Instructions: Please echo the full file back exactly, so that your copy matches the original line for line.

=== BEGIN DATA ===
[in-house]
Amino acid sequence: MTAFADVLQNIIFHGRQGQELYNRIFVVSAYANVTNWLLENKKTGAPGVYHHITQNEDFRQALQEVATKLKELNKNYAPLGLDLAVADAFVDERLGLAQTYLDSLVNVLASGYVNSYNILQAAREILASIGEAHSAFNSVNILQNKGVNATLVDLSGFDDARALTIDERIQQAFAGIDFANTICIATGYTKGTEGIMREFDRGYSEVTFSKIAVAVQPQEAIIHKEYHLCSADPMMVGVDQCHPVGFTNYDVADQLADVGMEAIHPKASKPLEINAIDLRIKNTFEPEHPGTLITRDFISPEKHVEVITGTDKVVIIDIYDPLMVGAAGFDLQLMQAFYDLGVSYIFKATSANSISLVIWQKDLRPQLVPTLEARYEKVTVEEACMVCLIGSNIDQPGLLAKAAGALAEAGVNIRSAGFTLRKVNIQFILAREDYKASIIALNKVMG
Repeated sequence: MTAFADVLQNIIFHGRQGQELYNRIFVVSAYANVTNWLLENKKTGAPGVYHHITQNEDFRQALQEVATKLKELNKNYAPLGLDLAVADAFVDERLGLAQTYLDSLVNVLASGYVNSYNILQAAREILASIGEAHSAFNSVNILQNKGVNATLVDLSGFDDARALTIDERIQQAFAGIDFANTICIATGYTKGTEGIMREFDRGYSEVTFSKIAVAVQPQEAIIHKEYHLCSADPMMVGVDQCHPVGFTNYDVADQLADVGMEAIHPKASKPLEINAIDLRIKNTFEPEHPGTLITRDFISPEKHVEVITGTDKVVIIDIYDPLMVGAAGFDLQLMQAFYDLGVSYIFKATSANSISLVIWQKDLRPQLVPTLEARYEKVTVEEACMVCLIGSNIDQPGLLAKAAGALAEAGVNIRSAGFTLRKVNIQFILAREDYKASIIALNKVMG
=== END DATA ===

[in-house]
Amino acid sequence: MTAFADVLQNIIFHGRQGQELYNRIFVVSAYANVTNWLLENKKTGAPGVYHHITQNEDFRQALQEVATKLKELNKNYAPLGLDLAVADAFVDERLGLAQTYLDSLVNVLASGYVNSYNILQAAREILASIGEAHSAFNSVNILQNKGVNATLVDLSGFDDARALTIDERIQQAFAGIDFANTICIATGYTKGTEGIMREFDRGYSEVTFSKIAVAVQPQEAIIHKEYHLCSADPMMVGVDQCHPVGFTNYDVADQLADVGMEAIHPKASKPLEINAIDLRIKNTFEPEHPGTLITRDFISPEKHVEVITGTDKVVIIDIYDPLMVGAAGFDLQLMQAFYDLGVSYIFKATSANSISLVIWQKDLRPQLVPTLEARYEKVTVEEACMVCLIGSNIDQPGLLAKAAGALAEAGVNIRSAGFTLRKVNIQFILAREDYKASIIALNKVMG
Repeated sequence: MTAFADVLQNIIFHGRQGQELYNRIFVVSAYANVTNWLLENKKTGAPGVYHHITQNEDFRQALQEVATKLKELNKNYAPLGLDLAVADAFVDERLGLAQTYLDSLVNVLASGYVNSYNILQAAREILASIGEAHSAFNSVNILQNKGVNATLVDLSGFDDARALTIDERIQQAFAGIDFANTICIATGYTKGTEGIMREFDRGYSEVTFSKIAVAVQPQEAIIHKEYHLCSADPMMVGVDQCHPVGFTNYDVADQLADVGMEAIHPKASKPLEINAIDLRIKNTFEPEHPGTLITRDFISPEKHVEVITGTDKVVIIDIYDPLMVGAAGFDLQLMQAFYDLGVSYIFKATSANSISLVIWQKDLRPQLVPTLEARYEKVTVEEACMVCLIGSNIDQPGLLAKAAGALAEAGVNIRSAGFTLRKVNIQFILAREDYKASIIALNKVMG